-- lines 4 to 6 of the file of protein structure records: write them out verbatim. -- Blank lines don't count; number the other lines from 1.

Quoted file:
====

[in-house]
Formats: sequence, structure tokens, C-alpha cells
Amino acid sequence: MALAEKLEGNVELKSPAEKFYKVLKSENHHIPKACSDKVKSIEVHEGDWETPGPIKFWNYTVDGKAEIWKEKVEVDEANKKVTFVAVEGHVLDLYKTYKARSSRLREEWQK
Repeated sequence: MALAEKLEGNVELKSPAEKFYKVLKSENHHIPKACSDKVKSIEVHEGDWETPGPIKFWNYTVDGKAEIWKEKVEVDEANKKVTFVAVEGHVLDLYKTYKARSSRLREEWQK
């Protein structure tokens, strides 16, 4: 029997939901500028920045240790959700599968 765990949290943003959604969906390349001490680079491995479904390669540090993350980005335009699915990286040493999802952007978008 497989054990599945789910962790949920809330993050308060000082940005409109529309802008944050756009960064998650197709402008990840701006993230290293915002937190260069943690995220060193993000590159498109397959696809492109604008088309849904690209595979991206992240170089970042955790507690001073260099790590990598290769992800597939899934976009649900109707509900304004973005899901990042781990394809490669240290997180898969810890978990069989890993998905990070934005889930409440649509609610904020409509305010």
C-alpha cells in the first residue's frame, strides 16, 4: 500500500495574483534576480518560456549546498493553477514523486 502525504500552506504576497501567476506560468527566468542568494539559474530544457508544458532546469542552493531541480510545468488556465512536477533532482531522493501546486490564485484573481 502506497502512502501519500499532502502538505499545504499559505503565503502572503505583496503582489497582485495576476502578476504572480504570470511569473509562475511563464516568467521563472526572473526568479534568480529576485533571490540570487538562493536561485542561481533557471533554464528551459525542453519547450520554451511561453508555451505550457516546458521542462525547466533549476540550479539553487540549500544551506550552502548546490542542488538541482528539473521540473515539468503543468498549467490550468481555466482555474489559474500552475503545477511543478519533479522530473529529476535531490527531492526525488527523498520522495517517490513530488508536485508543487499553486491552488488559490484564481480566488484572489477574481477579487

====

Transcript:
Repeated sequence: MALAEKLEGNVELKSPAEKFYKVLKSENHHIPKACSDKVKSIEVHEGDWETPGPIKFWNYTVDGKAEIWKEKVEVDEANKKVTFVAVEGHVLDLYKTYKARSSRLREEWQK
């Protein structure tokens, strides 16, 4: 029997939901500028920045240790959700599968 765990949290943003959604969906390349001490680079491995479904390669540090993350980005335009699915990286040493999802952007978008 497989054990599945789910962790949920809330993050308060000082940005409109529309802008944050756009960064998650197709402008990840701006993230290293915002937190260069943690995220060193993000590159498109397959696809492109604008088309849904690209595979991206992240170089970042955790507690001073260099790590990598290769992800597939899934976009649900109707509900304004973005899901990042781990394809490669240290997180898969810890978990069989890993998905990070934005889930409440649509609610904020409509305010």
C-alpha cells in the first residue's frame, strides 16, 4: 500500500495574483534576480518560456549546498493553477514523486 502525504500552506504576497501567476506560468527566468542568494539559474530544457508544458532546469542552493531541480510545468488556465512536477533532482531522493501546486490564485484573481 502506497502512502501519500499532502502538505499545504499559505503565503502572503505583496503582489497582485495576476502578476504572480504570470511569473509562475511563464516568467521563472526572473526568479534568480529576485533571490540570487538562493536561485542561481533557471533554464528551459525542453519547450520554451511561453508555451505550457516546458521542462525547466533549476540550479539553487540549500544551506550552502548546490542542488538541482528539473521540473515539468503543468498549467490550468481555466482555474489559474500552475503545477511543478519533479522530473529529476535531490527531492526525488527523498520522495517517490513530488508536485508543487499553486491552488488559490484564481480566488484572489477574481477579487